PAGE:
Signs and symptoms of acute lymphoblastic leukemia (ALL) in children

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Learn about the signs and symptoms of acute lymphoblastic leukemia (ALL), which can cause physical and neurological changes in your child.

Key points

  • Fever is the most common symptom of ALL.
  • Children with ALL may initially have fluctuating symptoms.
  • Leukemia can have physical and sometimes neurological symptoms.
  • It is rare for there to be no early signs or symptoms of leukemia.

The signs and symptoms of ALL can vary. In most cases they develop rapidly; this is called acute onset. Sometimes symptoms can develop slowly, depending on how much the leukemia cells have spread inside the bone marrow and to other organs.

Fever is the most common symptom. It can be caused by an infection. Leukemia cells can also excrete substances called cytokines that can trigger the fever.

Other common symptoms include:

  • fatigue, lethargy, and loss of appetite
  • shortness of breath during physical activity
  • bone pain, which may cause your child to limp or unable to walk

At first, your child’s symptoms may fluctuate daily. They may feel exhausted one day and fine the following day.

Leukemia can also cause physical changes in your child, including:

  • pale complexion
  • bone tenderness, particularly in long bones such as the calves, upper arm, fingers, and toes
  • pinhead-sized red spots under the skin, called petechiae; these indicate bleeding under the skin
  • bruising or unusual bleeding from minor cuts or nose bleeds
  • enlarged liver or spleen, which causes the abdomen to swell
  • enlarged lymph nodes
  • painless swelling in the testicles, caused by leukemic cells accumulating inside the testes

In some cases, leukemic cells can invade the central nervous system (CNS). When leukemia cells are found in the spinal fluid, the child may or may not have neurological symptoms. Some of the neurological symptoms that are seen with CNS leukemia are:

  • headache
  • vomiting
  • weakness and difficulty maintaining balance
  • blurred vision, double vision, sensitivity to light, or eye pain; this may be caused by leukemia cells infiltrating the parts of the eye or nerves
  • seizures

Other less common symptoms of leukemia include:

  • red or blue-red bumpy lesions in the skin, called subcutaneous nodules; this happens when leukemia cells infiltrate the skin
  • enlarged salivary glands
  • painful erection of the penis (priapism)

Sometimes, leukemic cells can infiltrate the tonsils, adenoids, and appendix. This may lead to surgical intervention before leukemia is diagnosed.

Rarely, there are no early signs or symptoms of leukemia and the disease is detected during routine blood work.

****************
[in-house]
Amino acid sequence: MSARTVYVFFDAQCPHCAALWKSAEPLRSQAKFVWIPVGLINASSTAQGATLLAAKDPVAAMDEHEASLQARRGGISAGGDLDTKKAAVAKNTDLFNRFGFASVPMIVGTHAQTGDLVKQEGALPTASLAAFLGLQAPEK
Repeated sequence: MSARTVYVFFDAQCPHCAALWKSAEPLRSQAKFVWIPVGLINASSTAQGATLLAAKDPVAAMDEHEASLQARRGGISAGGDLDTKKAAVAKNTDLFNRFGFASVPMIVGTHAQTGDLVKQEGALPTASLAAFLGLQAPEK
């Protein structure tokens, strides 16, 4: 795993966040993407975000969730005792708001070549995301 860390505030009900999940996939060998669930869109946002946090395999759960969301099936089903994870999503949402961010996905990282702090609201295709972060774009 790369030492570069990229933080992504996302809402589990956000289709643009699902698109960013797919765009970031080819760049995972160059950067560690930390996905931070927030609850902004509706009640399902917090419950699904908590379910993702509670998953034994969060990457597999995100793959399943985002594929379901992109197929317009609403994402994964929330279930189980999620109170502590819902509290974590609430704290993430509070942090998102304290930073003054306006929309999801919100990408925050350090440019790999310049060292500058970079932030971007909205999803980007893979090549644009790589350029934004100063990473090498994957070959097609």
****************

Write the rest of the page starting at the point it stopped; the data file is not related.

Some children may develop masses in the abdomen, causing pain or discomfort. Fluid can also build up inside the abdomen, called ascites, which causes pressure on the abdomen and sometimes shortness of breath. Children with ascites can also have fluid in their lungs, which is called pleural effusion.


3% of children with B-cell ALL (leukemia that starts in B-cells) will have some leukemia cells in the spinal fluid and/or cranial nerve palsies. Cranial nerve palsy is a nerve disorder in which the brain nerves lose control of the muscles in the face. For example, children with cranial nerve palsy have difficulty controlling the way their eyes move or forming facial expressions, such as smiling.

T-cell ALL

In T-cell ALL (leukemia that starts in T-cells), leukemic cells can accumulate in the thymus, causing it to enlarge. The thymus is a small organ where T cells mature. It is found in the upper chest, just behind the sternum (breastbone); this area is called the mediastinum. The enlarged thymus forms a lump called a mediastinal mass.

  • If the mass puts pressure on the trachea (windpipe), it can cause coughing, shortness of breath, pain, or difficulty swallowing (dysphagia).
  • If the mass puts pressure on the superior vena cava, it can cause the head and arms to swell. This is called superior vena cava syndrome. The superior vena cava is a short, wide vein that carries blood from the upper body to the heart.

Leukostasis syndrome

In rare cases, leukemic cells can multiply into extremely large numbers (hyperleukocytosis). When large clumps of leukemic cells enter small blood vessels, they can cause problems in other parts of the body such as the lungs, nervous system, heart and/or eyes. This is called leukostasis syndrome (symptomatic hyperleukocytosis).

Leukostasis syndrome can cause various symptoms in different parts of the body. If your child develops any of these symptoms, take them to emergency right away.

  • shortness of breath: this happens when tissues inside the body are not getting enough oxygen, causing a condition called hypoxia
  • coughing
  • headache
  • vertigo
  • hearing loss
  • unbalanced walking (ataxia)
  • double vision
  • confusion
  • fainting
  • seizures
  • drowsiness
  • swelling of limbs
  • chest pain, which happens when the heart is not getting enough blood; this is called angina
  • abnormal heart beats
  • hemorrhage (bleeding) in the retina, which is the light-detecting layer at the back of the eye
  • retinal vein thrombosis (blockage of a vein in the retina)

Other symptoms of leukostasis syndrome include bleeding from the mouth, nose, gut, lungs, or brain. This syndrome may also affect the kidneys.

Tumour lysis syndrome

Hyperleukocytosis can also cause leukemic cells to release substances such as uric acid, potassium, and phosphate into the blood. This is known as tumour lysis syndrome. In children with hyperleukocytosis, this can be severe. If untreated, this can potentially lead to kidney failure.

Your child requires immediate medical attention if they develop any of the above symptoms.

Last updated: March 6th 2018